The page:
Reading Guide. The battle forces assemble, fighting either for Duryodhana and the Kauravas or for Yudhishthira and the Pandavas. You will see characters returning from earlier in the epic, such as Bhima's demon son Ghatotkacha (remember his marriage to Hidimbi in the forest, before he became Draupadi's husband?), and you will also meet new characters, such as Duryodhana's half-brother Yuyutsu, son of King Dhritarashtra and a woman belonging to the vaishya caste.
Source. Indian Myth and Legend by Donald A. Mackenzie (1913). [700 words]
After this the Pandavas and Kauravas gathered together their mighty armies and marched to the field of battle.
Soon after Krishna had returned from Hastinapura, Duryodhana sent a challenge to the Pandavas. His messenger spake, saying, "You have vowed to wage war against us. The time has come for you to fulfil your vow. Your kingdom was seized by me, your wife Draupadi was put to shame, and you were all made exiles. Why do you not now seek to be avenged in battle? Where is drowsy Bhima, who boasted that he would drink the blood of Duhshasana? Duhsasana is weary with waiting for him. Where is arrogant Arjuna, who hath Drona to meet? When mountains are blown about like dust, and men hold back the wind with their hands, Arjuna will take captive the mighty Drona. Of what account was the mace of Bhima and the bow of Arjuna on the day when your kingdom was taken from you, and you were banished like vagabonds? Vain will be the help of Krishna when you meet us in battle."
Krishna answered the messenger, saying, "Vainly dost thou boast of prowess, but before long thy fate will be made known unto thee. I will consume thine army like to fire which consumeth withered grass. Thou wilt not escape me, for I will drive the chariot of Arjuna. And let Duhsasana know that the vow of Bhima will before long be fulfilled."
Said Arjuna, "Tell thou Duryodhana, 'It is unseemly for warriors to boast like women. It is well that Duhshasana cometh to battle.'"
When the messenger spake these words to Duryodhana, Karna said, "Cease this chatter! Let the drums of war be sounded."
So on the morrow at red dawn the armies of the Kauravas and the Pandavas were assembled for battle on the wide plain of Kurukshetra. Bhishma, with his large palmyra standard decked with five stars, had been chosen to lead Duryodhana's army, and Karna, who had quarrelled with him, vowed not to fight so long as the older warrior remained alive. "Should he fall, however," Karna said, "I will go forth against Arjuna."
The army of the Pandavas was commanded by Dhrishtadyumna, son of Drupada, and brother of Draupadi. Among the young heroes were Arjuna's two sons, the noble and peerless Abhimanyu, whose mother was Krishna's fair sister Subhadra, and brave Iravat, whose mother was Ulupi, the serpent nymph, daughter of the king of the nagas. Bhima's rakshasa son, the terrible Ghatotkacha, who had power to change his shape and create illusions, had also hastened to assist his kinsmen. Krishna drove the chariot of Arjuna, who carried his celestial bow, named Gandiva, the gift of the god Agni, and his standard was the image of Hanuman, the chief ape god, who was the son of Vayu, the wind god.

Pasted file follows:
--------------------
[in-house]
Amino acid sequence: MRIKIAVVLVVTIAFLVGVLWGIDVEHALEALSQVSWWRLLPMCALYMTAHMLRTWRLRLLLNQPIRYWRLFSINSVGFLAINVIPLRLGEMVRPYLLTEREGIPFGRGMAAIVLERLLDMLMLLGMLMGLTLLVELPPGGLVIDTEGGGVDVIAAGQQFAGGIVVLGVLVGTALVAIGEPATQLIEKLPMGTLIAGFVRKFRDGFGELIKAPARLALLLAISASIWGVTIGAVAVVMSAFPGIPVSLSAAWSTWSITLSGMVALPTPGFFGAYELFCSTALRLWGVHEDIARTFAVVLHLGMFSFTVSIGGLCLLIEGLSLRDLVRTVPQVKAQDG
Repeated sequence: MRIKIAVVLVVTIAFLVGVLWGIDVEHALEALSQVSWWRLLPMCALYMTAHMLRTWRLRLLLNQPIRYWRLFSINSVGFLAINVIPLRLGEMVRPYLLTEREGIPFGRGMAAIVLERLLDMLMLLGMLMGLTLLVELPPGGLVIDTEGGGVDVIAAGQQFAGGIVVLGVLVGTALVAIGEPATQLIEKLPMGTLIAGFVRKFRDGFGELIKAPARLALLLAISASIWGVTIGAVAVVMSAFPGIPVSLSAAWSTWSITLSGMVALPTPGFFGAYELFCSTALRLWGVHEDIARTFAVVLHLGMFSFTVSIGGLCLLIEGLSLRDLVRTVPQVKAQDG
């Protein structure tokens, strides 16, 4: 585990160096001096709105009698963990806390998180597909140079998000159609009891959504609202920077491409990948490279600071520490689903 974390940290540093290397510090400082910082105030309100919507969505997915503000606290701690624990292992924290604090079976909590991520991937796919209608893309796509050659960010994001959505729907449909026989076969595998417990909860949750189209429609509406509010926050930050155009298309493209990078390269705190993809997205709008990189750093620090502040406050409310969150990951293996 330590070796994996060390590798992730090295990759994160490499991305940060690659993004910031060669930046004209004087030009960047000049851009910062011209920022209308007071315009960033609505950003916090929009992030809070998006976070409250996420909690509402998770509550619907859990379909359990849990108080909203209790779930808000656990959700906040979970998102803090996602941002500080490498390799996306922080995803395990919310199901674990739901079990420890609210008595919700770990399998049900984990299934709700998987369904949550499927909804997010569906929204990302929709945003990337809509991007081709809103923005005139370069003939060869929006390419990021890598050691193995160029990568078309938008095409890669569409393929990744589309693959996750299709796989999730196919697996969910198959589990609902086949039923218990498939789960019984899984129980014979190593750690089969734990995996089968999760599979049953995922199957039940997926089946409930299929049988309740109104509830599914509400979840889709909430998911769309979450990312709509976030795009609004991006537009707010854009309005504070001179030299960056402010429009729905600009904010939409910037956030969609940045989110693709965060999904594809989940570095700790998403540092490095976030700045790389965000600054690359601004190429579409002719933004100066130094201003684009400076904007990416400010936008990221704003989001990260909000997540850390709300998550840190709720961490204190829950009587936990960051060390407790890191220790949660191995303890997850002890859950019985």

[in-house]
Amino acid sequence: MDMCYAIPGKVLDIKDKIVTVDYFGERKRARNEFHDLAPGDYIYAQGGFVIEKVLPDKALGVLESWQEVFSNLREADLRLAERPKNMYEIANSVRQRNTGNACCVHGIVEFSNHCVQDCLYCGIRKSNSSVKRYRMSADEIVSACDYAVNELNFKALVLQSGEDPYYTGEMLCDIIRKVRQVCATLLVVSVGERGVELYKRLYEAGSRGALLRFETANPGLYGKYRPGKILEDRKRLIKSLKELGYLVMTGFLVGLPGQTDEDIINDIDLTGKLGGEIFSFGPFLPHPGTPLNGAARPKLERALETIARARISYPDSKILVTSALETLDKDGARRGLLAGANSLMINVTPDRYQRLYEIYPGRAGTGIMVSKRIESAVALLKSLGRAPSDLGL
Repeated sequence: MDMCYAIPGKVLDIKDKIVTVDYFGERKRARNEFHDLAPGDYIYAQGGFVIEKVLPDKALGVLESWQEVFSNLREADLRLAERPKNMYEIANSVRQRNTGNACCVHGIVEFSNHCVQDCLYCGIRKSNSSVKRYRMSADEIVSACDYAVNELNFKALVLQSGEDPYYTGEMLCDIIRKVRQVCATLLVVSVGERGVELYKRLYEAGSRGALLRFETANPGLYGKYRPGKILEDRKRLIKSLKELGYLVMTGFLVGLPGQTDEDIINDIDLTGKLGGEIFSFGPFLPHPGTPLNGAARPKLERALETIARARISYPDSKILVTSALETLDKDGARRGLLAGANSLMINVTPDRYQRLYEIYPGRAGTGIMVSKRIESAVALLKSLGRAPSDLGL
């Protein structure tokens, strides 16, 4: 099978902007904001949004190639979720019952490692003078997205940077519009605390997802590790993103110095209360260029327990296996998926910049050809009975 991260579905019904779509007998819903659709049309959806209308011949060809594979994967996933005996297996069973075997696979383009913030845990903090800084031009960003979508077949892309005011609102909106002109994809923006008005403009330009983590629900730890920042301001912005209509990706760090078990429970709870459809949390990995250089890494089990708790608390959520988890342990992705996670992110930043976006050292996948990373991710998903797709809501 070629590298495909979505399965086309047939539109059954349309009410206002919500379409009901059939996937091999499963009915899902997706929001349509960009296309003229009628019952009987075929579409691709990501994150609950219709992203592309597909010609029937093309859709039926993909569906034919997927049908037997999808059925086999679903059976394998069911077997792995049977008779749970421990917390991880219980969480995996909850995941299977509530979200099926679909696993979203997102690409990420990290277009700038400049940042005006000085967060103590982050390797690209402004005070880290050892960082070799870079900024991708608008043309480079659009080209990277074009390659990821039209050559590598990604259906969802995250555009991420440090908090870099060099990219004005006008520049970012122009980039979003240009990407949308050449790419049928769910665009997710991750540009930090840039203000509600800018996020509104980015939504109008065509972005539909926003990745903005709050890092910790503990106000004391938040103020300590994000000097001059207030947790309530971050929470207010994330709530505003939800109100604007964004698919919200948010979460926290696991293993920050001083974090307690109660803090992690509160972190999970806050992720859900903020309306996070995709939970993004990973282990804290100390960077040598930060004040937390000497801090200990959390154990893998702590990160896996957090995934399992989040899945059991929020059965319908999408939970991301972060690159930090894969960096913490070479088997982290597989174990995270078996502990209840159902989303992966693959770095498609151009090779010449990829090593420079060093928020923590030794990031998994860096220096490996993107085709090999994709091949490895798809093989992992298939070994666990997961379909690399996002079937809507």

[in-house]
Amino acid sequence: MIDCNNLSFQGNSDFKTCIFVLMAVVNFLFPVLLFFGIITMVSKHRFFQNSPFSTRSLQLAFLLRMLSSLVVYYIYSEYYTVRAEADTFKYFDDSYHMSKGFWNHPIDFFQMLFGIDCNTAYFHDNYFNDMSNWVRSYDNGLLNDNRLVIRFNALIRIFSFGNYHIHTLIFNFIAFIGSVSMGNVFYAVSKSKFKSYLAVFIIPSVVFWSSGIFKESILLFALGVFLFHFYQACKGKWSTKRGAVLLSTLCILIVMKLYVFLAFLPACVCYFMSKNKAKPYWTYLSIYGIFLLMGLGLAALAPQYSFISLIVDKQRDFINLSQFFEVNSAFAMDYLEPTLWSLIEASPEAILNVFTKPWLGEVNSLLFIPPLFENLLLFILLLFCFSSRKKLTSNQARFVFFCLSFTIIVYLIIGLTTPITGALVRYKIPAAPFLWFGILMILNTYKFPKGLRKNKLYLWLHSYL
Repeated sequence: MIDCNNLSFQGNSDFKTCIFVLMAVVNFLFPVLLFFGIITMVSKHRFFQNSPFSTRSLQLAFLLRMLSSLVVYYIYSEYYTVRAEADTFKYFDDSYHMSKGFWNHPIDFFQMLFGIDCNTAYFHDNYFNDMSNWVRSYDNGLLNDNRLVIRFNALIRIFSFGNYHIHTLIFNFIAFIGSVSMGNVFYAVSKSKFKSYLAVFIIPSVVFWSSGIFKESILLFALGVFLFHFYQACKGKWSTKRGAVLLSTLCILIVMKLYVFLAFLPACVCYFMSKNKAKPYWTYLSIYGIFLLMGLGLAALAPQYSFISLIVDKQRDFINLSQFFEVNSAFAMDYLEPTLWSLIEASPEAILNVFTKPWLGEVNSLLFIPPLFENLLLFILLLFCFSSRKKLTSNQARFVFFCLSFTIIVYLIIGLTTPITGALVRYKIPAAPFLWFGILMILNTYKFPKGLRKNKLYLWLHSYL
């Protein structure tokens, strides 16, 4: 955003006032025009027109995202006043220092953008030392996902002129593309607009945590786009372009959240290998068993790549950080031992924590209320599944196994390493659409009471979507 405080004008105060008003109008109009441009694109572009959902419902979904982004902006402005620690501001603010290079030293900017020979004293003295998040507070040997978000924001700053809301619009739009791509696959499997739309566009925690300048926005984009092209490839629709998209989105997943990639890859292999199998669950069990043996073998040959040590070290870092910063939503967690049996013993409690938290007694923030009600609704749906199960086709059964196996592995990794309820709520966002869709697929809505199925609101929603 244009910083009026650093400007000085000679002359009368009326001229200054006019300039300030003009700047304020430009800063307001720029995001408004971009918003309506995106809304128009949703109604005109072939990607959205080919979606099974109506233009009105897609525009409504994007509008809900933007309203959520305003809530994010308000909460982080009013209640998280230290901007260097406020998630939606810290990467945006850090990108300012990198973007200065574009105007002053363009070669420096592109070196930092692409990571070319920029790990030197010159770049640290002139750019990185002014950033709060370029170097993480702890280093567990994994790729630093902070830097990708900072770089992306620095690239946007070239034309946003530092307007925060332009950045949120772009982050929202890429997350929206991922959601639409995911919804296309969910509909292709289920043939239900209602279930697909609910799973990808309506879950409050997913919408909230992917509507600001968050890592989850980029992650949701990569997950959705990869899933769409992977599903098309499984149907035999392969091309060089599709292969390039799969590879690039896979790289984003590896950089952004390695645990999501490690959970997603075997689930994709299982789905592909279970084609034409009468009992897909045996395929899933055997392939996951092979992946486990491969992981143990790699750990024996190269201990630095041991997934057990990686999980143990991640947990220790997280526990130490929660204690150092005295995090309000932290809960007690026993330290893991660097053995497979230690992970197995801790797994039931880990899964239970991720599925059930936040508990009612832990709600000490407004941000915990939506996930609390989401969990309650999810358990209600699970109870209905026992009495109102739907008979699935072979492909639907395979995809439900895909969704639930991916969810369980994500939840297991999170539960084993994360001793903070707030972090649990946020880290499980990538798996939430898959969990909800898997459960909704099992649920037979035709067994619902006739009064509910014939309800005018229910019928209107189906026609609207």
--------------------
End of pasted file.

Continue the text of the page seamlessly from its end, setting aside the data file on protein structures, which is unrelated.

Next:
Now the army of Duryodhana was more numerous than the army of Yudhishthira. Drona led the right wing of the Kaurava forces, which was strengthened by Shakuni, the gambler, and his Gandhari lancers. The left wing was led by Duhshasana, who was followed by Kamboja cavalry and fierce Shakas and Yavanas mounted on rapid steeds. The peoples of the north were there and the peoples of the south, and of the east also. Blind old Dhritarashtra was in the rear, and with him was Sanjaya, his charioteer, who related all that took place, having been gifted with divine vision by Vyasa.
Before yet the conflict began, Yudhishthira walked unarmed towards the Kauravas, whereat his kinsmen made merry, thinking he was terror-stricken. But Pandu's noble son first spake to Bhishma and asked permission to fight against him. Bhishma gave consent. Then he addressed Drona in like terms, and Drona gave consent also.
And before he returned to his place, Yudhishthira called out before the Kaurava army, "Whoso desireth to help our cause, let him follow me."
When he had spoken thus, Yuyutsu, the half-brother of Duryodhana, made answer, "If thou wilt elevate me, I will serve thee well."
Said Yudhishthira, "Be my brother." Then Yuyutsu followed Yudhishthira with all his men, and no man endeavored to hold him back.